Tuesday, October 16, 2012
Riding For The Dawn
From a geographic standpoint, Gush Etzion is a rather large, sprawling area in the Judean hills south of Jerusalem containing 22 Jewish towns and villages. But from a social standpoint, it is an interconnected, close-knit community where everyone seems to know everyone else.
Unlike some of the more far-flung/remote areas of the country, it is not uncommon for boys and girls from various communities in Gush Etzion to marry one another. And likewise, bad news and tragedies often bring together members of multiple communities in our area.
The very word 'Gush' in Hebrew means block, and to tell the turth, I like that I live in a region that has such a sense of connectedness and cohesion.
But the result of all this inter-connectedness is that news, whether good or bad, moves at lightning speed through the gush. Email lists, telephone calls, facebook and chance meetings in shul or while shopping bring news about just about everything and everyone... to the extent that I have a sense of what's going on with many people who I have never actually met.
Such was the case with the Frankl family from the neighboring community of Neve Daniel. The parents, Yarden and Stella made Aliyah shortly after we did. I've had heard their names mentioned in casual conversations over the years because we have many mutual friends. Also, early on Yarden was the baseball coach for the team for which Ariella and Gilad played. But I'm not sure I would have recognized them if I ran into them.
I probably wouldn't have heard much more than the ocassional mention of Yarden, Stella and their family if not for the fact that last year Stella got sick. It began with stomach pains, but a trip to the emergency room and a few tests later it was revealed to be late stage stomach cancer. The prognosis was terrible.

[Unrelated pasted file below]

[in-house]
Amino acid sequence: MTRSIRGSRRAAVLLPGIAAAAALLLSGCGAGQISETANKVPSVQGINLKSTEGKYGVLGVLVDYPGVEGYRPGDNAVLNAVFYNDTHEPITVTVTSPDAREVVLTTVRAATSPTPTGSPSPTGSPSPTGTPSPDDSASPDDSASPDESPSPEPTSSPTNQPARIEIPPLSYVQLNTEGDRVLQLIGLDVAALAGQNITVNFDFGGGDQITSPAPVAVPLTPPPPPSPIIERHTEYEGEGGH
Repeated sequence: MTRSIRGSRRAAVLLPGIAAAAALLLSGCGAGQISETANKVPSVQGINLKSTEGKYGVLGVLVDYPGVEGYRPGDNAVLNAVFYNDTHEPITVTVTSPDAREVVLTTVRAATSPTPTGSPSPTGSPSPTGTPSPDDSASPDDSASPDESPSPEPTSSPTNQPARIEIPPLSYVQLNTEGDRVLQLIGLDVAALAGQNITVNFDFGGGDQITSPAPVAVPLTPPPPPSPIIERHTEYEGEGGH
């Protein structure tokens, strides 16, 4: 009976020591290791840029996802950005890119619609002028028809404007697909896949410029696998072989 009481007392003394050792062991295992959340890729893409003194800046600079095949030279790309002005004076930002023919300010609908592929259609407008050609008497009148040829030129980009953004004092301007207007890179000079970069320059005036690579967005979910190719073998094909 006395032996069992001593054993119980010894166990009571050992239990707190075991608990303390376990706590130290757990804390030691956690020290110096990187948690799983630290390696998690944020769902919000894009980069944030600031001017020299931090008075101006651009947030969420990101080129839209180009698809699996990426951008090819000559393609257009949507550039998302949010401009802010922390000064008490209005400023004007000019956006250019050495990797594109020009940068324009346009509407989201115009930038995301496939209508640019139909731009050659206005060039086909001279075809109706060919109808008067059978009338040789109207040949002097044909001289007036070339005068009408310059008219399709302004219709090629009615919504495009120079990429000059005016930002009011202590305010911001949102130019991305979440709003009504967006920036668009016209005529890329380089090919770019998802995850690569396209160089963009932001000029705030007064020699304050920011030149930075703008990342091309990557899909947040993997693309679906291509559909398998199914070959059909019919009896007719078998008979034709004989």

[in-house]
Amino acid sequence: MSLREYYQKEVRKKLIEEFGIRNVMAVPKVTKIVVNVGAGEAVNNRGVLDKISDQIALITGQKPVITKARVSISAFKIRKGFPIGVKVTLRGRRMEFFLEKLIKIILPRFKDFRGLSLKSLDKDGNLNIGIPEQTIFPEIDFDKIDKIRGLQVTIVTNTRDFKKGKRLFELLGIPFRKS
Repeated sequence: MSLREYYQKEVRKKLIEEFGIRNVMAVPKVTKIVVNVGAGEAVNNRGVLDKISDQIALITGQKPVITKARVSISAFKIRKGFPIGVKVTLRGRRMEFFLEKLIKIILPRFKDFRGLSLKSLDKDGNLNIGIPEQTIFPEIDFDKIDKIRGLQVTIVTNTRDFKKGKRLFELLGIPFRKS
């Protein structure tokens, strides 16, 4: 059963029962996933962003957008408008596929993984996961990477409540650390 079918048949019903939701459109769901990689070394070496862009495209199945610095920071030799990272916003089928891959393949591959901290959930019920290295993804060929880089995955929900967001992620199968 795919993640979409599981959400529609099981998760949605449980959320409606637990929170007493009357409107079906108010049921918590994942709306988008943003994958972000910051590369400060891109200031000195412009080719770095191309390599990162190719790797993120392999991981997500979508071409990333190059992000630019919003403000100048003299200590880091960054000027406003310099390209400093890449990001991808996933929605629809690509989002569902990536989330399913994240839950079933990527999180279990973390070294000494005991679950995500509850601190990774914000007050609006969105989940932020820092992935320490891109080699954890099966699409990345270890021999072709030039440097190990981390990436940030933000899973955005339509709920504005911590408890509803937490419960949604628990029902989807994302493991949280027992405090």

Suddenly their names were on everyone's lips. Stella's name was added to countless shul and personal lists of sick people for whom Psalms and prayers were being recited. And as often happens in close-knit places like the gush, overnight this young family became the concern and responsibility of an informal army of friends, neighbors, 'Hesed' (kindness) committees and general well-wishers.
Anyone who has ever had the good (or bad, depending on one's point of view) fortune to see a community mobilize in support of a family in crisis will have an idea what I'm talking about. But as this was happening in the gush, the waves of concern, shared information, offers of assistance, prayers, etc. were crashing on shores far from the Frankl's doorstep.
In this way I became intimately familiar with Stella's illness. And even though we never met, I followed her battle with cancer closely by reading email updates and blog entries from mutual friends.
Against all odds, Stella responded extremely well to the chemotherapy treatments she was given, and after six months she underwent a radical surgical procedure. Miraculously, where once the doctors held out little hope, after the surgery Stella was pronounced cancer free.
The good news ricocheted and caromed around the gush. Those who knew Stella, Yarden and their young family embraced them even more closely (if that was possible). And those, (like me) who only knew of them gave silent thanks to G-d and delightedly placed them in the 'win' column to offset the many prayers which weren't answered (or perhaps they were answered... but the answer, for whatever reason, was 'no').